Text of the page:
There have been less studies focusing on the motivation of students to use Anki. Surveys have shown that faculty have concerns regarding quality, support and incentives with the increasing prevalence of online learning [12]. Faculty concerns include the loss of the faculty role and the future of faculty [13]. Our data supports the use of lecture which is consistent with studies that show that the large majority of medical students watch or stream lectures by institutional faculty [14-16]. Our data suggests that students utilize Anki to supplement their studies as opposed to replace formal instruction. Importantly, students do not feel that formal lectures are adequate for studying (Questions 3 and 4). Our data suggests that students are using Anki to solidify their study efforts as they prefer to use it after lecture. (Questions 29-31) The use of Anki flashcards use active recall as students use them as a question bank, which is the most popular use of electronic online resources [17]. Overall, the survey data suggests that students are using Anki to supplement their classroom instruction because they find it relevant to their future and board exam preparation.

A limitation of the current study is that the data was collected in one medical school and involved a portion of the first-year medical student class. Since it only included one curriculum, we do not know if it is generalizable to the other schools that may have different curricula. There could also be sample bias as students interested in Anki could be more willing to participate. However, with 30% of the participants not adopting Anki usage and most likely never adopting through the study suggest that bias may be limited. This is also a self-reported survey, which may not actually reflect card usage.


The data suggest that large numbers of medical students use Anki for studying anatomy and physiology early in the curriculum. They also suggest that student use Anki to supplement the instruction provided by the faculty as opposed to replacing it. Since Anki is based on active recall and spaced repetition, faculty should consider how best to implement a similar strategy in their classroom to help a certain portions of student studying.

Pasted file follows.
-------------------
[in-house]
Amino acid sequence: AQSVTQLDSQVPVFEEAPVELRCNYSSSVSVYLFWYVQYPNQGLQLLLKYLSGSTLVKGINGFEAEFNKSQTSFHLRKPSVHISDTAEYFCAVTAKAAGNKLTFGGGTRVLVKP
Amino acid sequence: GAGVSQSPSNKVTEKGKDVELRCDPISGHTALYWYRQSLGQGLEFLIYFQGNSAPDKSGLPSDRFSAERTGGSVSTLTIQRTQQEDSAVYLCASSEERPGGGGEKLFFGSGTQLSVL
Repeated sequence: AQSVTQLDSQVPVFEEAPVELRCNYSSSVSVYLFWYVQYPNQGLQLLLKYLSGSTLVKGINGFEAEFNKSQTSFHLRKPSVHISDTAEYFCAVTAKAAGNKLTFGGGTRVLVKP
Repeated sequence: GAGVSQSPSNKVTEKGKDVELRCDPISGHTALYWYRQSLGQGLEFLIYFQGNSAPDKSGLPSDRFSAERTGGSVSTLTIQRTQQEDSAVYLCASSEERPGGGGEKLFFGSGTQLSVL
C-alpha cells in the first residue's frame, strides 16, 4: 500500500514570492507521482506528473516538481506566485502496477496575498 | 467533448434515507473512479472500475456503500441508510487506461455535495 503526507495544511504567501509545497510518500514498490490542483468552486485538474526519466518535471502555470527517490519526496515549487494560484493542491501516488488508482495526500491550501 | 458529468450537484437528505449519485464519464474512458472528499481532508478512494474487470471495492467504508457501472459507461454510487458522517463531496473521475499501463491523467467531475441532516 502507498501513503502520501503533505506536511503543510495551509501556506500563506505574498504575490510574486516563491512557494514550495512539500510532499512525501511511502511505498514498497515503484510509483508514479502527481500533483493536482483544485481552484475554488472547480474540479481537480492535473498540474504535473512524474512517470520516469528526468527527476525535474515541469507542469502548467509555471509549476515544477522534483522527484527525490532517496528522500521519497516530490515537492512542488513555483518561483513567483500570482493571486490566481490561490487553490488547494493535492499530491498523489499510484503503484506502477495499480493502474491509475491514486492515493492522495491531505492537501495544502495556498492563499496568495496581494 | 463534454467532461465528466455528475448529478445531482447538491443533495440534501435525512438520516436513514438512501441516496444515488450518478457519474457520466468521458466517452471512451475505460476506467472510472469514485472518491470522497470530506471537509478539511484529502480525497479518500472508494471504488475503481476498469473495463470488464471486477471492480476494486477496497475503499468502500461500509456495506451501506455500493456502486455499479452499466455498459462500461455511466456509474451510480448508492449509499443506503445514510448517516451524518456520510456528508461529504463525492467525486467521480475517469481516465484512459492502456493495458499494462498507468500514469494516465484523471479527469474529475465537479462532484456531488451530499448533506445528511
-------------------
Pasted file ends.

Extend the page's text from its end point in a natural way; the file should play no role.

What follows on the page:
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Original article

An Analysis of Anki Usage and Strategy of First-Year Medical Students in a Structure and Function Course

Author Information

David M. Harris Corresponding Author

Medical Education, University of Central Florida College of Medicine, Orlando, USA

Michael Chiang

Academic Affairs, University of Central Florida College of Medicine, Orlando, USA

Ethics Statement and Conflict of Interest Disclosures

Human subjects: Consent was obtained or waived by all participants in this study. University of Central Florida’s Institutional Review Board issued approval determined this research to be exempt. Animal subjects: All authors have confirmed that this study did not involve animal subjects or tissue. Conflicts of interest: In compliance with the ICMJE uniform disclosure form, all authors declare the following: Payment/services info: All authors have declared that no financial support was received from any organization for the submitted work. Financial relationships: All authors have declared that they have no financial relationships at present or within the previous three years with any organizations that might have an interest in the submitted work. Other relationships: All authors have declared that there are no other relationships or activities that could appear to have influenced the submitted work.

Original article

An Analysis of Anki Usage and Strategy of First-Year Medical Students in a Structure and Function Course